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May 1991

Risk Factors and Early Extracoronary Atherosclerotic Plaques Detected by Three-Site Ultrasound Imaging in Hypercholesterolemic Men

Author Affiliations

Prévention Cardio-vasculaire en Médecine du Travail METRA Group

From the Cardiovascular Preventive Medicine Center and National Institute of Health and Medical Research (INSERM) U 28 (Drs Giral, Pithois-Merli, Filitti, Levenson, and Simon) and Department of Radiology (Drs Plainfosse and Mainardi), Broussais Hospital, Paris.

Arch Intern Med. 1991;151(5):950-956. doi:10.1001/archinte.1991.00400050094018

Ultrasonic detection of atherosclerotic plaque of carotid abdominal aortic and femoral arteries and evaluation of risk factors were performed in 208 hypercholesterolemic men without cardiovascular disease. Twenty-six percent of them had no plaque. Plaque at the carotid, aortic, and femoral sites was found in 37%, 48%, and 53% of subjects, respectively. Plaque was associated (1) in carotid arteries with increased total and low-density lipoprotein cholesterol; (2) in the aorta with increased age, pressure, glycemia, and smoking; and (3) in femoral arteries with increased age, systolic pressure, low-density lipoprotein cholesterol, and smoking. Multiple regression analysis showed correlations between carotid plaque and low-density lipoprotein cholesterol; aortic plaque and age, smoking, glycemia, and pressure; femoral plaque and age, smoking, and pressure. This suggests that multiple risk factors influence lesions, and risk profile differs according to atherosis site.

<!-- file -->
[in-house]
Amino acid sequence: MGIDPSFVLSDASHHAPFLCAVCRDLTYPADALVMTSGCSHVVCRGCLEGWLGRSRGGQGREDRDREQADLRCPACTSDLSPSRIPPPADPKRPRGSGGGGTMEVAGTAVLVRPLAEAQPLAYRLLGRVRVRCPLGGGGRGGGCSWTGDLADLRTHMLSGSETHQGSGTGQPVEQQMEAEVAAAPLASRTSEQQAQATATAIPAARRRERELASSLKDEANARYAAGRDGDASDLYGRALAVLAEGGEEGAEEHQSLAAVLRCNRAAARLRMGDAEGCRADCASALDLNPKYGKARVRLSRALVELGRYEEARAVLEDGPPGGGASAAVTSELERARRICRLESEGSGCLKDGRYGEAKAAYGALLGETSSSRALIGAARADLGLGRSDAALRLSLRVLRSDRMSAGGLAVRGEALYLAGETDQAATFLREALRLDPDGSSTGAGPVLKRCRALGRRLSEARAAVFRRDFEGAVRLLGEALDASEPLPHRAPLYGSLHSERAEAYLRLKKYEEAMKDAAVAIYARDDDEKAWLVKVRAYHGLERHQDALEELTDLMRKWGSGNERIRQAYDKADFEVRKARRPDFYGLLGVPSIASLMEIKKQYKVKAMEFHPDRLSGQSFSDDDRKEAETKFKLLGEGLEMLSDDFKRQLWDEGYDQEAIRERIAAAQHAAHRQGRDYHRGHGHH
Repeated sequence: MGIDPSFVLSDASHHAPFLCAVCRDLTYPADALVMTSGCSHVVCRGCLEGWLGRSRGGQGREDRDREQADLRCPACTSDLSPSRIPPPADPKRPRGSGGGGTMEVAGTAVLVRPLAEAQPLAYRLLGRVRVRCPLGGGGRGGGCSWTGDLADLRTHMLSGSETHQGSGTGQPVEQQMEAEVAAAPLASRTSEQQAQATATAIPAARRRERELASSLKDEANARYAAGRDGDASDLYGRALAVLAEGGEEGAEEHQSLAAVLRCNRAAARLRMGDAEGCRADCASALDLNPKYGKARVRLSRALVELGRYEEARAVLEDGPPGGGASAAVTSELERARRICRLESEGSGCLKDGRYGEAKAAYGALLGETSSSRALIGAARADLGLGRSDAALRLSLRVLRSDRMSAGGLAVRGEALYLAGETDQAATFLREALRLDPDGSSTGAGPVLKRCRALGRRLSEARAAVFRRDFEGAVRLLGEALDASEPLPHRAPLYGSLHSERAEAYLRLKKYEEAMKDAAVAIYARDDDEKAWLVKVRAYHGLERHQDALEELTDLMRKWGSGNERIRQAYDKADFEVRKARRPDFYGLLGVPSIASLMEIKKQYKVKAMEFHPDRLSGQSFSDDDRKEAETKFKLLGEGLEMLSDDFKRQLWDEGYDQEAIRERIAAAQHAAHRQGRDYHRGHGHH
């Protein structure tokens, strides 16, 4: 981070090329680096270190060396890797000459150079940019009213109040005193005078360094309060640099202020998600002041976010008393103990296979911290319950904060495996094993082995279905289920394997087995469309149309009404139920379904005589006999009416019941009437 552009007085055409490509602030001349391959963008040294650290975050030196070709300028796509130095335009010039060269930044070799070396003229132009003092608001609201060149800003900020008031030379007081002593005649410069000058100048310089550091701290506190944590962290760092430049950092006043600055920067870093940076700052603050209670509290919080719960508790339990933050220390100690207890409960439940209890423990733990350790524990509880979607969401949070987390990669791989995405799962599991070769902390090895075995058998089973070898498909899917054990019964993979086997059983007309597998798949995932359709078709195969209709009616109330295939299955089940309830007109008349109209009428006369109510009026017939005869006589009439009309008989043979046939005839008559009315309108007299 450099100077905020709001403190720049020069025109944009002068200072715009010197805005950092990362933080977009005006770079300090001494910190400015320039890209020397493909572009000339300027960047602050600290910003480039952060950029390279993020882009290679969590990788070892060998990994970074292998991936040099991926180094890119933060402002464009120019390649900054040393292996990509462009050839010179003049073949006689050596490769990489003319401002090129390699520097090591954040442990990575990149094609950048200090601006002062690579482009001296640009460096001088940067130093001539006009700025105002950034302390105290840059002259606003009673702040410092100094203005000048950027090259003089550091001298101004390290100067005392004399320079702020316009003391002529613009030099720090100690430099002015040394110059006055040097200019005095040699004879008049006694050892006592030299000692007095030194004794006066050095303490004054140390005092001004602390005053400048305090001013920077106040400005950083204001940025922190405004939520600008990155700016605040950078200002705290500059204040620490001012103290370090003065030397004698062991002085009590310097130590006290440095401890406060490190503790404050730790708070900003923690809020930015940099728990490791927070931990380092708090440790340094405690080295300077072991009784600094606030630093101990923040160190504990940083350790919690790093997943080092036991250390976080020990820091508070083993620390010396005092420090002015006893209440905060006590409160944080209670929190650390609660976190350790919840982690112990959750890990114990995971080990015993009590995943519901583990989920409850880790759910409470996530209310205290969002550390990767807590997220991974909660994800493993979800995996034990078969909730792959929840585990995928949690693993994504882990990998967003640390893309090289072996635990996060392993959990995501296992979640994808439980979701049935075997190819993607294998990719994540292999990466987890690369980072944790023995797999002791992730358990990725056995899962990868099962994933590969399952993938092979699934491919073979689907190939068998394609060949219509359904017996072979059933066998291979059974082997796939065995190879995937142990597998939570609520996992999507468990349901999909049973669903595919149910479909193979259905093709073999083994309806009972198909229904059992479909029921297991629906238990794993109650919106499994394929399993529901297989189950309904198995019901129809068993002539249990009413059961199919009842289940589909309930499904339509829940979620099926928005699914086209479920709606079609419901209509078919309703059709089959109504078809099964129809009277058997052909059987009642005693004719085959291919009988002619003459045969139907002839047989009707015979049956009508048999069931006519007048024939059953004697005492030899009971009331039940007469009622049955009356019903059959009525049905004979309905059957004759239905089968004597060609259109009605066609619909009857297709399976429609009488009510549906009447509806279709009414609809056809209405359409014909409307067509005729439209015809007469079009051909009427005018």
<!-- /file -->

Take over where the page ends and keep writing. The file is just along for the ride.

(Arch Intern Med. 1991;151:950-956)

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